Break crop adoption in the Mallee
When the crop sequencing project started in 2011, less than five percent of Mallee cropping land was sown to break crops, with intensive cereal cropping dominant in the region.
Mallee Sustainable Farming’s Michael Moodie says five years ago, there might have been “the odd paddock of canola”.
“The crop sequencing project has really changed perspectives, especially in the northern Mallee. The trials have given confidence to growers of the long-term profitability of break crops. They can rely on the four years of regionally specific data from the project to show the benefit, reducing the risk they have to take on,” Mr Moodie said.
The MSF trial, located in Mildura, trialled nine different break options in 2011, as well as a baseline wheat. In 2012 the break was either continued for a second year, or sown back to wheat. Wheat was grown on all plots in 2013 and 2014.
The site experienced below average growing season rainfall in 2011 and 2012 (108mm and 92mm respectively compared to a long-term average of 173mm), and average rainfall in 2013 and 2014.
A one-year break of field peas led to an increase of 0.3t/ha in the subsequent wheat crop, or 0.1t/ha for a canola break. However these benefits only lasted one year. After a two-year break, wheat yields increased by 0.5-1.25t/ha, with a benefit of up to 0.4t/ha observed in the second year of wheat.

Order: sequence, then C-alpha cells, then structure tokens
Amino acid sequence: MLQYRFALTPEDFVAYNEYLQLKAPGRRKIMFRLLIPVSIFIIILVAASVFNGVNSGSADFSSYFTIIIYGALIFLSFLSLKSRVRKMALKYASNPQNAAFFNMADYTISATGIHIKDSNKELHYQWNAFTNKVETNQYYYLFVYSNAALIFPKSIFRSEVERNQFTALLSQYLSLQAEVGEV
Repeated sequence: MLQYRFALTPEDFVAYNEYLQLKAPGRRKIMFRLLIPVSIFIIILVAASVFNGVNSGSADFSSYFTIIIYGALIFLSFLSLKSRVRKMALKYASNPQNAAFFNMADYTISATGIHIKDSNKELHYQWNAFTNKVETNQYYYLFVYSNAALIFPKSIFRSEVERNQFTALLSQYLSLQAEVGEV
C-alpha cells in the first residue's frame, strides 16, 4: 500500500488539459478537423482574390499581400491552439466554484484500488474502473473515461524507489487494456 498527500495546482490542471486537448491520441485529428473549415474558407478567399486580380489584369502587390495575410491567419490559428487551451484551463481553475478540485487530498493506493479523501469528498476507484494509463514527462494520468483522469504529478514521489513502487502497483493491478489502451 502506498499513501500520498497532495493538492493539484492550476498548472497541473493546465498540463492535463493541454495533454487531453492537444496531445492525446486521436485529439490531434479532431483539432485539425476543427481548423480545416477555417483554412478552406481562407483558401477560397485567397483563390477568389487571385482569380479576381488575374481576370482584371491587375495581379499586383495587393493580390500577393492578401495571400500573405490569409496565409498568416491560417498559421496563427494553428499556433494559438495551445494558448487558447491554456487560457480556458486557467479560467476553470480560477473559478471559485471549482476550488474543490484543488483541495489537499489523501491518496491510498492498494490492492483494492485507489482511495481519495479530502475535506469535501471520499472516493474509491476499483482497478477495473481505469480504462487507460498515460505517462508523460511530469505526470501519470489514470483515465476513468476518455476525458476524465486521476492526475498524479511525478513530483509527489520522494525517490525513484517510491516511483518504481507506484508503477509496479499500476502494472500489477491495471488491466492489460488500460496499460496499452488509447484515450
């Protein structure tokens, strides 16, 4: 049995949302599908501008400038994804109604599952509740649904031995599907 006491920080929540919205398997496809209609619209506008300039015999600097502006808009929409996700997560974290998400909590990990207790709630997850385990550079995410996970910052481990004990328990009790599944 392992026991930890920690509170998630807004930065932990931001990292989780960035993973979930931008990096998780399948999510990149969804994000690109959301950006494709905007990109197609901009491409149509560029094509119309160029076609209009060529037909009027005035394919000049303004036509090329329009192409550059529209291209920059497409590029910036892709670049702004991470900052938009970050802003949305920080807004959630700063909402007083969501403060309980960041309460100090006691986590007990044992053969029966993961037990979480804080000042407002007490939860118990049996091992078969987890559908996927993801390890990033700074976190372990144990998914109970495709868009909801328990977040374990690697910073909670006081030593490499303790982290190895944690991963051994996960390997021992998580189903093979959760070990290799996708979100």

The key driver for improved performance was brome grass reduction, which accounted for 39 percent of the total increase in yield in 2013 and 80 percent in 2014. Increased nitrogen, at 38 percent and 18 percent in 2013 and 2014, and less rhizoctonia at 19 percent in 2013 were the other significant causes of improved wheat performance.
In terms of profitability, 15 of the 19 rotations were more profitable than continuous wheat. On average, the top five rotations increased profit by $90/ha per year. Four out of the five top performers included a two-year break.
As a result of the project findings, growers in the Mallee are starting to embrace break crops.
“Coming from a situation where there was over 95 percent cereals five years ago, now there’s wide ranging plantings of field peas, and vetch – for manuring or livestock. Here and there you can see chickpeas, lentils, and lupins. Growers are really expanding their horizons, using a wider range of crops in their farming system which, as the trials show, is a really positive move not only for soil health and weed control but also profitability,” Mr Moodie said.
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GRDC Project Code DAS00119